1939 Melbourne Cup. Rivette. COPYRIGHT Fairfaxphotos.

Flemington Finals Day Race Day

The VRC has always been vitally aware of the importance of nurturing winter racing. With prize money and prestige being devoted to horses young and old, sprinter or stayer, the Club has been determined to uphold the rich tradition of winter entertainment that started many years ago. Flemington’s winter finals race day has provided many memorable moments and also launched spring contenders, with many of its races named after past greats of the turf.


This Listed race for 2YOs is named after Taj Rossi, the outstanding performer trained by the legendary Bart Cummings.. When the  son of Matrice was bought by Cummings in 1972 at the Adelaide Yearling Sales for $18,000 (top price) and then sold to prominent owner Victor Peters, neither could envisage the heights to which Taj Rossi would rise in his short but spectacular career. Beginning his racing as a two-year-old in Adelaide, his first two wins came in moderate company in the winter of 1973 at Flemington. In the spring he ran second at Moonee Valley. Then followed a dazzling sequence in which he won six of his next seven starts including the Ascot Vale Stakes, Moonee Valley Stakes, W.S. Cox Plate, Victoria Derby, George Adams Hcp and Sandown Guineas. Said Bart Cummings: “All along I have said that he is one of the best, if not the best, three-year-old that Australia has known in the last 50 years”. This magnificent group of victories secured for Taj Rossi the award of Racehorse of the Year for the 1973-74 season. Cummings had great respect for Taj Rossi, who was retired to stud as a four-year-old, siring among others, Taj Eclipse the winner of the 1983 VRC Oaks and yes, owned by Mr and Mrs Victor Peters.  

Taj Rossi

Taj Rossi. Artist Michael Jeffery. Source: VRC Collection.



Revered author and poet Andrew Barton ‘Banjo’ Paterson had a lifelong love affair with horses. Polo matches, picnic races and riding his own pony were all part of his early life in country NSW. After moving to Sydney and qualifying as a solicitor, he began submitting poetry to The Bulletin under the pseudonym “The Banjo”, the name of a racehorse his father had owned. His various careers included jockey, horse trainer in the Middle East during WWI and racing journal editor, but it’s his wonderful bush ballads and poems – such as The Man From Snowy River – that truly reflect his equine passion. In 1886 he published A Dream of the Melbourne Cup; the first of many racing ballads, including Old Pardon, the Son of Reprieve, The Open Steeplechase, Rio Grande’s Last Race and The Wargilah Handicap.

Banjo Patterson at the races

Banjo Paterson at races. Source: Australian Racing Museum collection.



This series is named for Leilani, another Bart Cummings-trained champion who left an indelible print on Australian racing. Leilani won the 1974 AJC Oaks as a three-year-old before transforming into a dominant four-year-old race mare, winning the Turnbull Stakes, Toorak Handicap, Caulfield Cup and Mackinnon Stakes in the spring of 1974, before  running a gallant second to stablemate Think Big in the Melbourne Cup. In the ensuing autumn, Leilani won the Orr Stakes, St George Stakes and Australian Cup, among other races. Winning 14 of her 28 starts, Leilani was a horse that Cummings was very fond of; so much so that he named his Sydney stables Leilani Lodge in her honour. Although Cummings was not one to talk much about his horses - especially those in the past as he preferred to look forward - it is well-known that he had huge respect for Leilani, known as a great horse with great fight. Leilani was raced by prominent Melburnians, The Hon Andrew and Mrs Susan Peacock as well and Mr Ian and Mrs Liz Rice.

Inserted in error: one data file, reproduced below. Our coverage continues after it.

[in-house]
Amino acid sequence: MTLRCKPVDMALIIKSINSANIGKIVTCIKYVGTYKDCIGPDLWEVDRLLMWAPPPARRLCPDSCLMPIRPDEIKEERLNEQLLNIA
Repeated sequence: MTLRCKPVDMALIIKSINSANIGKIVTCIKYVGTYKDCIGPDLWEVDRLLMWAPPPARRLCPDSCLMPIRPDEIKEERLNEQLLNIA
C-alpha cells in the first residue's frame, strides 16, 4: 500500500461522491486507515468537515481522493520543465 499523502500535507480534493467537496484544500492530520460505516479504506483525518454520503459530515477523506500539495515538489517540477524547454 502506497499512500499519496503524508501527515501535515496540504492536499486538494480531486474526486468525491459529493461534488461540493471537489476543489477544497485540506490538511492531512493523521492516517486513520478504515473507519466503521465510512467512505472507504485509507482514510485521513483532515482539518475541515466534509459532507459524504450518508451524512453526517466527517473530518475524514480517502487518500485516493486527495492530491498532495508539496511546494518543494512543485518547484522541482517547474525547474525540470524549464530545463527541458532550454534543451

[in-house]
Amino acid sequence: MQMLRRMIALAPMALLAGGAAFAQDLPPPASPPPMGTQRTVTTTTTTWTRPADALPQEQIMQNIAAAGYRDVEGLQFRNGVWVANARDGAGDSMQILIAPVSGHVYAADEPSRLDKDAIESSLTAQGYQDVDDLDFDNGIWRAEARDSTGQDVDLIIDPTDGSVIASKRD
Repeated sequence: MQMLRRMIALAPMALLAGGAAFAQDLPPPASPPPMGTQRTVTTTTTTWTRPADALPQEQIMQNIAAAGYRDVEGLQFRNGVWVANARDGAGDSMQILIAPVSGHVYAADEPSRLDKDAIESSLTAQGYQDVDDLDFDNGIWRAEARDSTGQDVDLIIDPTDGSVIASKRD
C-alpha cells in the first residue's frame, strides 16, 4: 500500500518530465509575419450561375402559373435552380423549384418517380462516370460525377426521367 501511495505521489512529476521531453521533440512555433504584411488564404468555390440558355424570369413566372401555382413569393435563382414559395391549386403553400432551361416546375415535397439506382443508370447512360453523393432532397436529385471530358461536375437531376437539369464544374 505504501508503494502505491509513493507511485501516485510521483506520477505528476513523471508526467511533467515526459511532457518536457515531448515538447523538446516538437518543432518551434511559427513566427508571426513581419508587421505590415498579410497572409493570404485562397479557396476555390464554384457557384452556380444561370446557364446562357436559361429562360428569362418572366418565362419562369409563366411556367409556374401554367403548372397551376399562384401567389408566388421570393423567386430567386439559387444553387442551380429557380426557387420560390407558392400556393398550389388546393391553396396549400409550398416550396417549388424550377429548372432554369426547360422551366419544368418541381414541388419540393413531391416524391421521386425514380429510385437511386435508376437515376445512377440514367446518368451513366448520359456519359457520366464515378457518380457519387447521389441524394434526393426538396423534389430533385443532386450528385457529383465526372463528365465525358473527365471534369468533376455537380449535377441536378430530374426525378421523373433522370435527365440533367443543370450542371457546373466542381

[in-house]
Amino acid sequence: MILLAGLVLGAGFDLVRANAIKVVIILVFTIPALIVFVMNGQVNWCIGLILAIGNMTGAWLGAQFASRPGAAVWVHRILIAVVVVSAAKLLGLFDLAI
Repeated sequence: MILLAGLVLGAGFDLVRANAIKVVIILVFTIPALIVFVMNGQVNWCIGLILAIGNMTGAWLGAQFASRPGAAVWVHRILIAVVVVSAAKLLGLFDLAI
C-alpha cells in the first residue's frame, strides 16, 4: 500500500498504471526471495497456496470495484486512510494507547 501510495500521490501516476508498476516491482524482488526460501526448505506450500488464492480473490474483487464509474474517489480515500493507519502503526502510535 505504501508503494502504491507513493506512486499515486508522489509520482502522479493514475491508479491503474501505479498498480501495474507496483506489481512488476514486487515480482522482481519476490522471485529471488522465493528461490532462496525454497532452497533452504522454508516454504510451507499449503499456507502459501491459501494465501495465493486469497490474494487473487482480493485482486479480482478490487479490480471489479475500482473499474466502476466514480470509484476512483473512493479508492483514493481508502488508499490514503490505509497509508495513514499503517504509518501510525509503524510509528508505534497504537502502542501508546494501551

Racehorse Leilani

Leilani. VRC Collection.



This series is aimed at 3YOs over the 1200m-1400m distance and takes in heats across metropolitan and country venues. It is named in honour of Rivette, who as a six-year-old mare owned and trained by Harry Bamber at Mentone, emerged from obscurity in the spring of 1939 to become the first of her gender to capture the coveted Caulfield-Melbourne Cup double. By the time the great race started, Rivette was into 5-1 favouritism in a field of 26 horses. She won by a half-length in a time of 3-27.0 and earned £7,200 for connections. It is said that Rivette changed the fortunes, and life, of Harry Bamber, for whom times were tough before the winning mare came along. Bamber owned, trained and bred Rivette, a rare feat in Melbourne Cup history.

Rivette and H Bamber

1939 Rivette and H Bamber. ARM Collection.



Newly introduced in 2019, The Mahogany Challenge was created to showcase developing stayers in Victoria. The series is for 3YOs only and takes in heats at Flemington, Caulfield and Sandown, before culminating in the final on Flemington Finals Day. The series is named after Mahogany, who was raced jointly by Hall of Fame owner Lloyd Williams and businessman Kerry Packer, and trained by the all conquering Lee Freedman. He won eight Group 1 races, including both the Victoria Derby and Australian Derby as a three-year-old, and was named the Australian Racehorse of the Year for the 1993-94 season. Known as one of the most versatile gallopers in Australian racing history, Mahogany won half of his eight Group 1s at Flemington, including the Lightning Stakes in 1995 and 1997. 


Mahogany. VRC Collection.